and electrical failures.
    Although NHTSA recently completed research on potential causes of 
electronic throttle control system failures using functional safety 
analyses, and this research puts the agency in a better position to 
consider alternative ways to ensure the safety, security, and 
reliability of these systems, the field of functional safety and 
security of vehicle electronic systems is changing rapidly. While there 
are functional safety guidelines or recommended practices that exist, 
they are heavily focused on the vehicle design process, and it would be 
difficult for NHTSA to derive performance requirements based on those 
documents.
    In addition, one specific unresolved issue from the NPRM is that 
some commenters reported idle state measurements that vary beyond the 
proposed 50-percent tolerance because different idle control strategies 
are needed based on driving conditions, environmental conditions, and 
other factors. All of the test procedures in the NPRM rely on a 
tolerance in order to limit overall powertrain output to a level that 
is reasonably close to the level that exists at idle. An idle state 
tolerance much higher than 50 percent may allow a significant and 
possibly uncontrollable amount of drive torque which would, to some 
extent, defeat the safety purpose of the standard. While this specific 
issue may be resolvable in time, it currently is an additional obstacle 
to moving forward with the proposed test procedures.
    Furthermore, although comments on the NPRM did not focus on the 
question of scope of failure modes addressed by FMVSS No. 124, 
upgrading and possibly expanding the types of failures covered by FMVSS 
No. 124 still could raise scope concerns. Presently, the sole failure 
mode addressed in FMVSS No. 124 is disconnection or severance within 
the ACS. The proposed rule included, for example, a powertrain output 
test procedure based on the measurement of vehicle creep speed in the 
event of a failure caused by disconnection or severance. However, it is 
unknown whether inadvertent physical disconnection of electrical ACS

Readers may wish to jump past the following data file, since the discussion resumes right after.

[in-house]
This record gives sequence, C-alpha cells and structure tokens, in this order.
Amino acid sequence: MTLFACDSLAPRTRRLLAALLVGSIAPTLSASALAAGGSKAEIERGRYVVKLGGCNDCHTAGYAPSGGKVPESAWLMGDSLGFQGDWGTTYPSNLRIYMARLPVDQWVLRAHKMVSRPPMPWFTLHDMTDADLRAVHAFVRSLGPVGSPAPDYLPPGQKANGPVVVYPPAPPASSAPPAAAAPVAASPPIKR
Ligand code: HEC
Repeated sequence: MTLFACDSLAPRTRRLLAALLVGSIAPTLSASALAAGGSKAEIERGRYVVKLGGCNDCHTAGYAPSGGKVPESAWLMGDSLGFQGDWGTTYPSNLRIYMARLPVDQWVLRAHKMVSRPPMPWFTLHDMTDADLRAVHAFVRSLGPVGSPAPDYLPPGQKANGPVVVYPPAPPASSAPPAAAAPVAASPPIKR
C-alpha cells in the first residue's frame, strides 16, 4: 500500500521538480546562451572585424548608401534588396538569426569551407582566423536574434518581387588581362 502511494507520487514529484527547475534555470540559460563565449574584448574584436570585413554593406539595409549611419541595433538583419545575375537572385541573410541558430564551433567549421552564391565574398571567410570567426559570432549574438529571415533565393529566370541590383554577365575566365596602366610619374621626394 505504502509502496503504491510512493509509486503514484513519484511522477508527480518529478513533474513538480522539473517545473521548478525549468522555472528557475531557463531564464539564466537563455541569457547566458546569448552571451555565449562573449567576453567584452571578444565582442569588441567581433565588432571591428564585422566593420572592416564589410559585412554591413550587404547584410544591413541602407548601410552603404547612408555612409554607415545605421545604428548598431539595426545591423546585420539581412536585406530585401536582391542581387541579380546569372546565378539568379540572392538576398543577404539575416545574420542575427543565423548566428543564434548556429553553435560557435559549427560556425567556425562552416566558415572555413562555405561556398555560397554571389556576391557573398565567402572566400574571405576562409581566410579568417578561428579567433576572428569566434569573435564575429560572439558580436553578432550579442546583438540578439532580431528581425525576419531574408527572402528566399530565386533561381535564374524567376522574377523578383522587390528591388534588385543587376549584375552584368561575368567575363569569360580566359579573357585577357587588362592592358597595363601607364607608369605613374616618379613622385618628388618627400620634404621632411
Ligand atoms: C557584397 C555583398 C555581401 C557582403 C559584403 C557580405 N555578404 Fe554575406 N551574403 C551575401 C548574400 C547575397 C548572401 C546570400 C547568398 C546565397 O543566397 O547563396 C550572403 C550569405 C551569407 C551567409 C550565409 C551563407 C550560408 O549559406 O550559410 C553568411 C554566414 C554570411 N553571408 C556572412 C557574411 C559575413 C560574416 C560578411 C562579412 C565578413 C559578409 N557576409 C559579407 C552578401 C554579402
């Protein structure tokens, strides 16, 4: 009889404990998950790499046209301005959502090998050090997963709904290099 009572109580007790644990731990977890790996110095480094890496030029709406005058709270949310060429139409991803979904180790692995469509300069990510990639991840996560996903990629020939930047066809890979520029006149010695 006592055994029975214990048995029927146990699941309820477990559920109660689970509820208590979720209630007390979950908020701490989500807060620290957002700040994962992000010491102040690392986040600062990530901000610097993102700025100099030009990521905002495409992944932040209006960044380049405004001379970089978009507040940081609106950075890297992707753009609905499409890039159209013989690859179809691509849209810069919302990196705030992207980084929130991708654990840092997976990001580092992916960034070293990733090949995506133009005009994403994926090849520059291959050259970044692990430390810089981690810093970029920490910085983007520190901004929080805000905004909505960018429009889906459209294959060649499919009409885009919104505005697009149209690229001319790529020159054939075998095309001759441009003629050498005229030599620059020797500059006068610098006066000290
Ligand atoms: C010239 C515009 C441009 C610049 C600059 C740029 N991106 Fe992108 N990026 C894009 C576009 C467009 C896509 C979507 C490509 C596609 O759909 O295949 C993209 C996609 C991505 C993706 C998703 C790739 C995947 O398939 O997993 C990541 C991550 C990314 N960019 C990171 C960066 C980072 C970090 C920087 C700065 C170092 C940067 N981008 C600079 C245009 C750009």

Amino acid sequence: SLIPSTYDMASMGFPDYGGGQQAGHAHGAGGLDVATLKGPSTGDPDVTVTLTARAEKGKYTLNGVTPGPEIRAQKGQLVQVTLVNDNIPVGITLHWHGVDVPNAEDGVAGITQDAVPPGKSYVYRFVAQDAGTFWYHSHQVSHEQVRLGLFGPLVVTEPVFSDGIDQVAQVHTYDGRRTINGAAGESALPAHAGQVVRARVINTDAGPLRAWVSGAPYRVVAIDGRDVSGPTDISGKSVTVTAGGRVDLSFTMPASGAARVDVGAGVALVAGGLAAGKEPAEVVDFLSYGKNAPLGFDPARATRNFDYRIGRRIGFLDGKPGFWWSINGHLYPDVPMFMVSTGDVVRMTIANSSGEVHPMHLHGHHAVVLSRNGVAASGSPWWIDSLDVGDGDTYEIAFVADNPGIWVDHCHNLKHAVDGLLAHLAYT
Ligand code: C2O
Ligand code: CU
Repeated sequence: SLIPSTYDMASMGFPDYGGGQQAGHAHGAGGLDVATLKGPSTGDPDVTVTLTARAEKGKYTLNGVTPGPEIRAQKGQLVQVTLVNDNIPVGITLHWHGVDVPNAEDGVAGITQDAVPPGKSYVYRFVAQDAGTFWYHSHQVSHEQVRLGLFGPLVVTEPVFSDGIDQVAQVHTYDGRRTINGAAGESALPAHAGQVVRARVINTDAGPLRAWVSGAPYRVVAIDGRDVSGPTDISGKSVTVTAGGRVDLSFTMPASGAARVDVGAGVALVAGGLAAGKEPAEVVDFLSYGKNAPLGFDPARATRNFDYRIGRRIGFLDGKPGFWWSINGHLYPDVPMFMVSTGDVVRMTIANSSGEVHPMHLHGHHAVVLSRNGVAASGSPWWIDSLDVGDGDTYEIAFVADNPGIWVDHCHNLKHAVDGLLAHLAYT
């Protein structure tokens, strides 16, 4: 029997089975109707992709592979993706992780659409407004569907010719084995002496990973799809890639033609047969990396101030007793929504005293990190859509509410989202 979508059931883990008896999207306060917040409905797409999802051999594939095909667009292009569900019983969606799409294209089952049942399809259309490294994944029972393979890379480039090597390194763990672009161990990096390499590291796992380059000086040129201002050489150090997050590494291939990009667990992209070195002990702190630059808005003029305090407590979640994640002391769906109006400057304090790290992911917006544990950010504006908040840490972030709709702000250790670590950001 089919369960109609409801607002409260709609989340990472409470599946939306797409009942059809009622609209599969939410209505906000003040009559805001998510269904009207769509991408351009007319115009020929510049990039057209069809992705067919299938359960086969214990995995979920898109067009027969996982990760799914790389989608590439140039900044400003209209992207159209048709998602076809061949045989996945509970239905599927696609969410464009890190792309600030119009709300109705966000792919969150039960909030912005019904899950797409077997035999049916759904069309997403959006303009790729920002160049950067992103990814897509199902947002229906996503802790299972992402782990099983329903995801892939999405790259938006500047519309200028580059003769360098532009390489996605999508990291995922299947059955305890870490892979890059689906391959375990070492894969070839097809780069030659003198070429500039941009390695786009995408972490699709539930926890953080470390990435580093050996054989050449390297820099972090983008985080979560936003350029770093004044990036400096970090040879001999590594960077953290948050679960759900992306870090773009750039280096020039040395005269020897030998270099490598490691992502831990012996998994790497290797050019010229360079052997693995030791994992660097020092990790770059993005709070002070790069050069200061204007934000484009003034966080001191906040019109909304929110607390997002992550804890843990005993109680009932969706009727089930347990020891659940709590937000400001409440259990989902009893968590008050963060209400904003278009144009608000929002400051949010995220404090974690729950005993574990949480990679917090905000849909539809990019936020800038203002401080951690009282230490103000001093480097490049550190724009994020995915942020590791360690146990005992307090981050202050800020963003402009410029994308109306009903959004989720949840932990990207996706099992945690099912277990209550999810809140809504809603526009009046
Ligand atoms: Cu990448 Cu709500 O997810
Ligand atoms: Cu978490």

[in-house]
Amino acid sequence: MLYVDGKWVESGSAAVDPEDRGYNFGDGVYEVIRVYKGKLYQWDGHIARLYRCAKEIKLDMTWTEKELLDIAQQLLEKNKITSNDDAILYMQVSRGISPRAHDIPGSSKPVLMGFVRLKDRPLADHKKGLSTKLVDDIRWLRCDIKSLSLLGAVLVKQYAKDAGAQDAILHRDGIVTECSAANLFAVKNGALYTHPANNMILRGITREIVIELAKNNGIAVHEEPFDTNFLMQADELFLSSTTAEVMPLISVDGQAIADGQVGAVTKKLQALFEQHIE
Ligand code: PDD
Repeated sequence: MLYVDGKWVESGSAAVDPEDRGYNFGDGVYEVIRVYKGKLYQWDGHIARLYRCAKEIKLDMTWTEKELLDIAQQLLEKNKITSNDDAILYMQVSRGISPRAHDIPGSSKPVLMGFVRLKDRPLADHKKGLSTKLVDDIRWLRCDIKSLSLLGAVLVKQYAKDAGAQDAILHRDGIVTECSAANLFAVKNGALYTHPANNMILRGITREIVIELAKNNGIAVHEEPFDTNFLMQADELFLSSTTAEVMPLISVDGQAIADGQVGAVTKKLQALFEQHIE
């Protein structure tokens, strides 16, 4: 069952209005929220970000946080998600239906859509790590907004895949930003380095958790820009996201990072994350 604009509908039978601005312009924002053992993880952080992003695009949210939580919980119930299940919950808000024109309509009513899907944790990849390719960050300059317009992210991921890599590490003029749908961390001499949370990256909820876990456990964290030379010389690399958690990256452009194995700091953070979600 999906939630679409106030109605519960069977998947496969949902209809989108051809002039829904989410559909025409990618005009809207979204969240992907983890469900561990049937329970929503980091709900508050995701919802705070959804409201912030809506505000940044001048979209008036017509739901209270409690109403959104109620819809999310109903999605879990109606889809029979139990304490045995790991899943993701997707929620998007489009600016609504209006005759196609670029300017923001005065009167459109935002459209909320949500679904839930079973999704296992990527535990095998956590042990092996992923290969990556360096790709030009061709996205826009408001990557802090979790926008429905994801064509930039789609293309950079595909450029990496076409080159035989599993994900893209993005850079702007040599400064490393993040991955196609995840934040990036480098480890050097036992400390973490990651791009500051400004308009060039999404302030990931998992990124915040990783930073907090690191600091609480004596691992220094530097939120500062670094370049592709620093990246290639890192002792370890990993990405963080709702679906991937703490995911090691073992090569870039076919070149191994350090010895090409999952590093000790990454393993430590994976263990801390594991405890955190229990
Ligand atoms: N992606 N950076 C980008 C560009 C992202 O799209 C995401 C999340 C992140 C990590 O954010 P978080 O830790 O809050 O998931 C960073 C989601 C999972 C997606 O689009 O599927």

components, which might occur because of wear, vibration, heat-cycling, 
etc., is the failure mode of greatest concern or even an appreciable 
safety risk. NHTSA currently does not have information such as test 
data, VOQs, defect reports, service campaigns, or manufacturer data 
indicating that the risk of disconnections is a proven safety problem 
for systems comprised of electrical components rather than mechanical 
ones. Consequently, the relevance of an ETC safety standard that 
focuses on disconnections as the only failure mode is highly 
questionable.

[[Page 21312]]

Unless other types of failure modes could be added to FMVSS No. 124 
without expanding the scope of the standard, the return-to-idle 
requirements of an upgraded standard would not necessarily address the 
potential safety risks.

V. Conclusion

    Based on its evaluation of the available information, NHTSA has 
concluded a BTO requirement is not necessary at this time and that 
there are substantial challenges associated with developing objective 
tests both for the operation of BTO and for return-to-idle requirements 
for ETC systems, and these obstacles make a rulemaking not feasible at 
this time. Accordingly, the agency withdraws the proposed amendment of 
the safety standard for ACS. NHTSA will continue to monitor the safety 
performance of throttle control systems in motor vehicles and may 
consider rulemaking or other appropriate action in the future if it is 
necessary for vehicle safety.
    The NPRM contained in docket number NHTSA-2012-0038, as published 
in the Federal Register on April 16, 2012, at 77 FR 22638, is 
withdrawn.

    Issued in Washington, DC, under authority delegated in 49 CFR 
1.95 and 501.5.
Heidi Renate King,
Deputy Administrator.
[FR Doc. 2019-09820 Filed 5-13-19; 8:45 am]
BILLING CODE 4910-59-P